Study finds tiny larval ticks can transmit Borrelia miyamotoi

Nymphal and adult black-legged ticks, also known as deer ticks, harbor a growing number of pathogens. But researchers are now discovering that larval ticks, which are even smaller, may pose an equal threat to public safety as a new study describes larval ticks infected with the tick-borne bacteria Borrelia miyamotoi.

 

Unlike Borrelia burgdorferi, the causative agent of Lyme disease, female ticks infected with Borrelia miyamotoi can pass the bacteria to their offspring. “Therefore, in addition to nymphs and adults, larvae can vector B. miyamotoi to wildlife and human hosts,” write the authors of a new study, “Vertical transmission rates of Borrelia miyamotoi in Ixodes scapularis [black-legged ticks] collected from white-tailed deer.” [1]

The majority of Lyme disease cases occur in mid-summer, when nymphal black-legged ticks are most active, according to some researchers. But recent studies indicate that the majority of Borrelia miyamotoi cases occur later (July to September) during the larval questing period. [1]

Han and colleagues’ study aimed to evaluate the magnitude of vertical transmission “to understand better how B. miyamotoi is maintained in nature and to help predict disease risk from B. miyamotoi-infected larvae.”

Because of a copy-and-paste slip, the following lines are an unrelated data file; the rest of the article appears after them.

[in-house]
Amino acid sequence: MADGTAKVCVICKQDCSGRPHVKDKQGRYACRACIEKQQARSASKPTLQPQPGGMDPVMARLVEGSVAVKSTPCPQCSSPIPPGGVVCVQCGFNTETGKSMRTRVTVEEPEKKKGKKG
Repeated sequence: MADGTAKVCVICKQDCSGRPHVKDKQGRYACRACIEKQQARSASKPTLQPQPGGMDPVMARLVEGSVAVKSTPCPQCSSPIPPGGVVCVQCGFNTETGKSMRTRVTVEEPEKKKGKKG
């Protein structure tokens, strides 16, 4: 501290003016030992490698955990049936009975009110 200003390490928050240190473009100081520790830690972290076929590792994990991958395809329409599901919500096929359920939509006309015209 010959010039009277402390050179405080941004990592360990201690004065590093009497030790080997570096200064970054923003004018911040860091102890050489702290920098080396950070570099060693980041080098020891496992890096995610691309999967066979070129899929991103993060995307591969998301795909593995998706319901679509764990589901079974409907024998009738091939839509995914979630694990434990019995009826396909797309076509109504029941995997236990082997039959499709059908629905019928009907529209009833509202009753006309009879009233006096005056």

To achieve this, “Hunters brought freshly-killed deer carcasses to check stations, and each carcass was inspected for ticks,” writes Han. Check stations were positioned in Maine, New Hampshire, Tennessee and Wisconsin in November of 2015 and 2016.

Out of 1,263 ticks collected, 33 were infected with B. miyamotoi. Most of the infected ticks were from Wisconsin. The remainder were from Maine (n=3), New Hampshire (n=2), and Tennessee (n=1). It was not clear how many deer were examined. Han and colleagues found:

  • The average B. miyamotoi infection rate for the collected ticks was 2.6% with a range of 0 to 7%.
  • But the risk of transmission of B. miyamotoi to the eggs was 90.9% for the 11 ticks laying eggs. And an 84.8% risk of transmission from the eggs to the larvae.
  • The risk of a tick being infected with B. miyamotoi was expected to rise as the larvae and nymph take a blood meal.

Therefore, they conclude that “while nymphs pose the greatest epidemiological risk for several I. scapularis-borne pathogens, larvae may pose an important, and possibly the greatest risk for BMD [Borrelia miyamotoi disease] due to their high abundance and tiny size.”

References:
  1. Han S, Lubelczyk C, Hickling GJ, Belperron AA, Bockenstedt LK, Tsao JI. Vertical transmission rates of Borrelia miyamotoi in Ixodes scapularis collected from white-tailed deer. Ticks Tick Borne Dis. 2019.
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